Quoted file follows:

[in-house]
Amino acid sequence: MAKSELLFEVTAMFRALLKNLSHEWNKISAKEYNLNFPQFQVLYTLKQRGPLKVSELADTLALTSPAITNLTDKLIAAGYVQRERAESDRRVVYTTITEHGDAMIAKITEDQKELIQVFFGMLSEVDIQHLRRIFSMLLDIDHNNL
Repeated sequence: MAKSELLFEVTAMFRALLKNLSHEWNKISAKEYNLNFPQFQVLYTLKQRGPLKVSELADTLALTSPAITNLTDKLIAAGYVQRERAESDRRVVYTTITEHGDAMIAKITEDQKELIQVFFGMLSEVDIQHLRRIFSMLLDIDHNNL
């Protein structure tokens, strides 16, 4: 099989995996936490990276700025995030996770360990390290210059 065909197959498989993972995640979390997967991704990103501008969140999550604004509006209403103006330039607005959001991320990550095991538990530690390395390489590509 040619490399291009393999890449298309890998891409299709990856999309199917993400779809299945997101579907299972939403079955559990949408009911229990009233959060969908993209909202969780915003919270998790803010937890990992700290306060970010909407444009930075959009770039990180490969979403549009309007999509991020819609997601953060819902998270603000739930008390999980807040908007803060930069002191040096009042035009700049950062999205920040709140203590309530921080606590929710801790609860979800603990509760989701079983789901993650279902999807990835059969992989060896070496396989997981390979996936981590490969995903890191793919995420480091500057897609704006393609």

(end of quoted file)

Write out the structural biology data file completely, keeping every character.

[in-house]
Amino acid sequence: MAKSELLFEVTAMFRALLKNLSHEWNKISAKEYNLNFPQFQVLYTLKQRGPLKVSELADTLALTSPAITNLTDKLIAAGYVQRERAESDRRVVYTTITEHGDAMIAKITEDQKELIQVFFGMLSEVDIQHLRRIFSMLLDIDHNNL
Repeated sequence: MAKSELLFEVTAMFRALLKNLSHEWNKISAKEYNLNFPQFQVLYTLKQRGPLKVSELADTLALTSPAITNLTDKLIAAGYVQRERAESDRRVVYTTITEHGDAMIAKITEDQKELIQVFFGMLSEVDIQHLRRIFSMLLDIDHNNL
């Protein structure tokens, strides 16, 4: 099989995996936490990276700025995030996770360990390290210059 065909197959498989993972995640979390997967991704990103501008969140999550604004509006209403103006330039607005959001991320990550095991538990530690390395390489590509 040619490399291009393999890449298309890998891409299709990856999309199917993400779809299945997101579907299972939403079955559990949408009911229990009233959060969908993209909202969780915003919270998790803010937890990992700290306060970010909407444009930075959009770039990180490969979403549009309007999509991020819609997601953060819902998270603000739930008390999980807040908007803060930069002191040096009042035009700049950062999205920040709140203590309530921080606590929710801790609860979800603990509760989701079983789901993650279902999807990835059969992989060896070496396989997981390979996936981590490969995903890191793919995420480091500057897609704006393609």